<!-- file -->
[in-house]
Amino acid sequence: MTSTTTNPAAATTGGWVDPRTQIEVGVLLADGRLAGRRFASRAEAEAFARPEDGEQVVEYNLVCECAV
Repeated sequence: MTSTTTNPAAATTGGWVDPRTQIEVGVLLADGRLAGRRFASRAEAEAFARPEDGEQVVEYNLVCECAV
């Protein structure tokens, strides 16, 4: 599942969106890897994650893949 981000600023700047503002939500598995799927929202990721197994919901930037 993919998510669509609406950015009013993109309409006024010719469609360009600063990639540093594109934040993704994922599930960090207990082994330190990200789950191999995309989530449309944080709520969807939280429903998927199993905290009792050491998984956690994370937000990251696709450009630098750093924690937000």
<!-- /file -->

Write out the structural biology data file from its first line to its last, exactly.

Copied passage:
[in-house]
Amino acid sequence: MTSTTTNPAAATTGGWVDPRTQIEVGVLLADGRLAGRRFASRAEAEAFARPEDGEQVVEYNLVCECAV
Repeated sequence: MTSTTTNPAAATTGGWVDPRTQIEVGVLLADGRLAGRRFASRAEAEAFARPEDGEQVVEYNLVCECAV
């Protein structure tokens, strides 16, 4: 599942969106890897994650893949 981000600023700047503002939500598995799927929202990721197994919901930037 993919998510669509609406950015009013993109309409006024010719469609360009600063990639540093594109934040993704994922599930960090207990082994330190990200789950191999995309989530449309944080709520969807939280429903998927199993905290009792050491998984956690994370937000990251696709450009630098750093924690937000």